Best Practices for Avoiding Incidents With Reactive Chemicals

Academic research is a large and highly competitive enterprise, with more than 110,000 graduate students and postdocs conducting research in universities across the United States. Lab groups are often faced with tremendous pressure to get published, secure funding, and pursue innovative discoveries. But as students and faculty drive to accomplish these goals, they also must ensure that a culture of safety and responsibility exists within their laboratories.

The drive to produce first holds true for industrial labs as well. However, industry generally adheres to a more stringent and proactive set of regulatory and cultural safety expectations than their academic counterparts. The focus here is on one of the greatest safety risks in any lab: reactive chemicals.

Uncontrolled or unexpected chemical reactions not only have the potential to cause property damage and environmental harm, but also serious injury and physical harm. There have been several high-profile laboratory events in academia. For instance, in 2008, a student died after sustaining severe burns from a pyrophoric material. In 2010, a graduate student lost three fingers and sustained burns to his face and hands when a chemical he was working with detonated.

Investigations into incidents such as this typically point to larger systemic errors in lab safety procedures and protocols.

The good news is that these incidents are avoidable by effective use of reactive chemical hazard assessment programs. Such programs help identify potential hazards in the lab and eliminate risks, creating a safer environment for lab members.

Essential elements of a reactive chemical hazards program

A lab’s reactive chemical hazards program will address three key goals:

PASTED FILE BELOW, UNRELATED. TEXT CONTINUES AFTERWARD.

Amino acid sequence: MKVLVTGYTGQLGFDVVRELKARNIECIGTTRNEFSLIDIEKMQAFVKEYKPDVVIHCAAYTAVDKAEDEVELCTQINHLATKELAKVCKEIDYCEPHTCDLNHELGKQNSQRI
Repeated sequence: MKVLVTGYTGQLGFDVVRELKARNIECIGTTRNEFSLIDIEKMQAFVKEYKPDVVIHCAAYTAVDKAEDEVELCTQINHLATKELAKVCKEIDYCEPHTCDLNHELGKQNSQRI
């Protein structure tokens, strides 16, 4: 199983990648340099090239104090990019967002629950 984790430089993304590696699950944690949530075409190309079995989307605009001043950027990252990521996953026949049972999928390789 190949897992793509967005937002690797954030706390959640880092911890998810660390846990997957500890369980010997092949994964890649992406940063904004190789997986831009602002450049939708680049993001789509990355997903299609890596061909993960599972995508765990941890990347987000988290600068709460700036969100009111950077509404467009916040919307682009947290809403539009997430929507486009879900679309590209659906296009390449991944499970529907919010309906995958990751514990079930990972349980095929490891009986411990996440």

1. Prevent circumstances that put people, the environment, equipment, institutions, and the public at risk.
  2. Ensure that individuals working in the lab understand the inherent potential energy in chemicals and operations, and the conditions under which that energy can be accidentally released.
  3. Make sure that the “owners” of the project, process, or lab have a thorough understanding of their chemistry and processes.

Best practices for conducting experiments involving reactive chemicals

Before beginning any project, it is critical to evaluate the lab, process, or project. Researchers can do this by compiling the physical properties and reactivity information of the chemicals they’re using. It is also critical for researchers to put time and effort into understanding the chemicals they’ll be working with. They must investigate the conditions and worst-case scenarios under which the potential energy of these components can be accidentally released. Labs should have mitigation plans in place for each of those worst-case scenarios.

Lab safety best practices

For more information on how to safely handle reactive chemicals, visit the Dow Lab Safety Academy at The Dow Chemical Company recently launched the website with the goal of freely sharing its best practices for lab safety. While the primary goal was to reach academic labs, the resource is available to industry researchers as well.

The Dow Lab Safety Academy is part of a larger outreach initiative that Dow launched in early 2012 on the heels of an eye-opening industry report from the U.S. Chemical Safety Board, which highlighted the potential hazards associated with conducting chemical research at academic institutions.

Dow’s educational platform now includes more than three dozen videos addressing a variety of real-life scenarios, grouped under four lab safety categories. The website also provides a collection of useful documents such as a chemical reactivity worksheet and an incident alert template.

Lab safety is within reach

Armed with educational resources and assessment programs, labs can go a long way toward implementing higher safety standards. It is indeed possible to perform cutting-edge research while maintaining the highest standards of safety; the two do not have to pull in opposite directions. Ultimately, by learning from past incidents and making a strong commitment to a hazard analysis, academic lab safety has a very bright future.

Lori Seiler of The Dow Chemical Company is Associate Director for Environmental Health & Safety for Dow Research and Development. She has been closely involved in Dow’s university lab safety initiative and the creation of the Dow Lab Safety Academy;